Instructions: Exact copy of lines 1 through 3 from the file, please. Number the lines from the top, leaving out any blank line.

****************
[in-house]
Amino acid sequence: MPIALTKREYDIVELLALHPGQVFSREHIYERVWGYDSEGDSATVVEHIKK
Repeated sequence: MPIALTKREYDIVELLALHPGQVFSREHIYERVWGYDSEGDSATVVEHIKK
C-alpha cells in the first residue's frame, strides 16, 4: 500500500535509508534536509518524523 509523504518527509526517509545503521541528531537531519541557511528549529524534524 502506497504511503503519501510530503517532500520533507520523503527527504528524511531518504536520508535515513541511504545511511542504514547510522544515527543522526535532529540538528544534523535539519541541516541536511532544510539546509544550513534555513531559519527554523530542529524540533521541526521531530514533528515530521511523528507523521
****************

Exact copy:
[in-house]
Amino acid sequence: MPIALTKREYDIVELLALHPGQVFSREHIYERVWGYDSEGDSATVVEHIKK
Repeated sequence: MPIALTKREYDIVELLALHPGQVFSREHIYERVWGYDSEGDSATVVEHIKK